Quickstep laminate flooring - underlay?

(5 Posts)
Laquila Sat 02-Jan-16 22:33:30

Has anyone laid this over underfloor heating and if so, what underlay did you use? We're lost in a flooring black hole and losing the will to live. Their Unisound one is £55 per 15m2 pack, which seems like a hell of a lot for underlay. We've been told that using a non-Quickstep underlay invalidates their warranty, but to be honest it looks like doing anything invalidates their warranty!

Any advice much appreciated.

TremoloGreen Sun 03-Jan-16 11:54:28

What kind of subfloor are you laying on? If anything less than an ultra-smooth finish, I would invest in the best underlay for laminate you can afford.

If you're buying Quickstep, I imagine you're shelling out £20-25 per m2 anyway, you don't want to spend all that on flooring and then be unhappy with it. The good underlay can mke the difference between having a lovely floor that looks like wood (Quickstep is a good product, I am considering it for my own house and I don't normally like laminate) or having one that draws attention to itself as a clicky, obvious laminate.

You will walk on your floor every day, a couple of quid per m2 for underlay is a good investment. If you do want to save a few pence, you can probably find a generic underlay with a similar spec from one fo the many online flooring warehouses (they sometimes classify them as bronze, silver and gold or similar). I would be tempted to go with the recommended product unless I was going to save a fortune though. How many m2 are you laying?

Laquila Sun 03-Jan-16 19:46:36

Hi Tremolo and thanks very much for your response. We're laying approx 38m2 in total, split between a wood effect for the liv and a slate effect for the kitchen/dining room. The liv and kitchen have new (beautifully-smooth!) concrete floors with Visquene (sp?) - the old ones were terrible, and damp, so had to come out.

The two Quickstep products were usig are approx £17 sq/m and £29 sq/m - you're right about the bit extra being a sensible investment, I think, even on lovely smooth floors.

I agree it's the only laminate we've seen that doesn't scream laminate, although I'm a bit more sceptical about the slate effect one than the wood one.

TremoloGreen Sun 03-Jan-16 20:09:57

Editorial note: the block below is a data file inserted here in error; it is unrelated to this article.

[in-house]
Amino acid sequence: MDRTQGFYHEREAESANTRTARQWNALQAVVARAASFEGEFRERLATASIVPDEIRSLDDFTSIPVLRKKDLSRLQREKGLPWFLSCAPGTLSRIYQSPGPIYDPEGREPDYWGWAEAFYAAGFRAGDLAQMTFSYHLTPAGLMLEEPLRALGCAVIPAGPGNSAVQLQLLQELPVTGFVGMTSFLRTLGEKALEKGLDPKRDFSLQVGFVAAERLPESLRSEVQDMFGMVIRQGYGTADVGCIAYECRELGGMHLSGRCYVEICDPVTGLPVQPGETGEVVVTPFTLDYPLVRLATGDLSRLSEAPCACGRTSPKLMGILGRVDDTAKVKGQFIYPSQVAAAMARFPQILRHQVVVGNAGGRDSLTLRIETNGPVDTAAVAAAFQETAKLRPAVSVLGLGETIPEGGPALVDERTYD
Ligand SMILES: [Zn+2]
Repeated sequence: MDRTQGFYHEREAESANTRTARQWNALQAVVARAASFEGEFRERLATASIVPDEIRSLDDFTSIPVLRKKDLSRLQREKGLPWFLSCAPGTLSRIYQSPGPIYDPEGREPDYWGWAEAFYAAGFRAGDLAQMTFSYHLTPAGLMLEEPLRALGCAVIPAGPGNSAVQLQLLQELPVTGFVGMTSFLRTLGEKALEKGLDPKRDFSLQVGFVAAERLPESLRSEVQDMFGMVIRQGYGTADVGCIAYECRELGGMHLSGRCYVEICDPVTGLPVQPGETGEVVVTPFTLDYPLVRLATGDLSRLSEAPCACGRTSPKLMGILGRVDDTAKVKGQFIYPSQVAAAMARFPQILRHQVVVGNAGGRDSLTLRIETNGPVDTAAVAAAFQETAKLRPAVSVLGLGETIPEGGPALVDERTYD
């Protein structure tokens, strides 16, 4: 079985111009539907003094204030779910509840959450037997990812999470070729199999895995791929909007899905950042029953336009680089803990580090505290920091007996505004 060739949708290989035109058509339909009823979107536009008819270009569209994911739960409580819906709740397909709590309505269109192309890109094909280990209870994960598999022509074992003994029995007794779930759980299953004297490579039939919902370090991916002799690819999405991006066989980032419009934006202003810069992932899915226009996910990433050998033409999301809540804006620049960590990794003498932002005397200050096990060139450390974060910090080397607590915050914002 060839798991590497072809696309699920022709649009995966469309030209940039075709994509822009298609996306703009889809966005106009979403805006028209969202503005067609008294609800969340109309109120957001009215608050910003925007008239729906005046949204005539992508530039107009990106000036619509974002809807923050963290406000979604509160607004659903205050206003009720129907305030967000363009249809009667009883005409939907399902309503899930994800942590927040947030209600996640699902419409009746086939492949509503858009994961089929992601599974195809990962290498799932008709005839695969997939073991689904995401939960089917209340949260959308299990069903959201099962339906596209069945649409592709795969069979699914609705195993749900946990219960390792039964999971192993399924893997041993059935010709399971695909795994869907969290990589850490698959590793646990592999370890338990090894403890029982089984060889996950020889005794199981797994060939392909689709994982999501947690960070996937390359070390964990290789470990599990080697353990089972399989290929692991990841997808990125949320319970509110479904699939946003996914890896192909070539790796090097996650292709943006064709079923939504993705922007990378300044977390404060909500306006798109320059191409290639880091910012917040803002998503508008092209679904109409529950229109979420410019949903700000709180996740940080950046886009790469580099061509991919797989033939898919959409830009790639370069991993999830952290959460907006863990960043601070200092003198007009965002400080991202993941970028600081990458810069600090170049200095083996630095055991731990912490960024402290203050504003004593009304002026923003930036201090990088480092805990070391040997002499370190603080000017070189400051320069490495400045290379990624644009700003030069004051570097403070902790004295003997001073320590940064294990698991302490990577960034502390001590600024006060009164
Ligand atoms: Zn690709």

Well laminate is never going to look like slate, nothing will except slate. However, if you havve a slate floor, it will be cold, slippery and stuff will break when you drop it. So, I just accept those type of products Karndean etc for what they are, they are attractive in their own right, they are their own type of flooring.

Wood effect laminate - there are a few brands that are very, very close to wood - they look more like engineered wood than floorboards, obviously. I had engineered wood in my last house and loved it but I don't think I can afford it this time as all the boring stuff (electrics, plumbing) has gone way over budget. I have a budget of £30 per m2 which will buy a really low end wood or really high-end laminate. In the end, the laminate I liked best was only £16/m2! QuickStep Rustic. The main difference between high end laaminates and wood is the feel of them - colder/rougher to the touch and you get a different sound when you walk on them (probably some explanation for this that requires Physics a-level).

Now I don't go around rubbing my floors every day, but I do walk on them. Therefore, if yiu don't want it to "scream laminate" you need to take every step to minimize the 'laminate noise' Just my 2c. I've been thinking about this a lot lately.

ChishandFips33 Mon 04-Jan-16 23:04:26

We laid quickstep over wet underfloor heating and used a generic thin underlay/vapour barrier which was compatable with UFH.
Large open plan area possibly similar in size.
Floor was levelled and smoothed to within an inch of its life!
The quickstep was professionally laid and doesn't feel cheap or clicky or hollow underfoot

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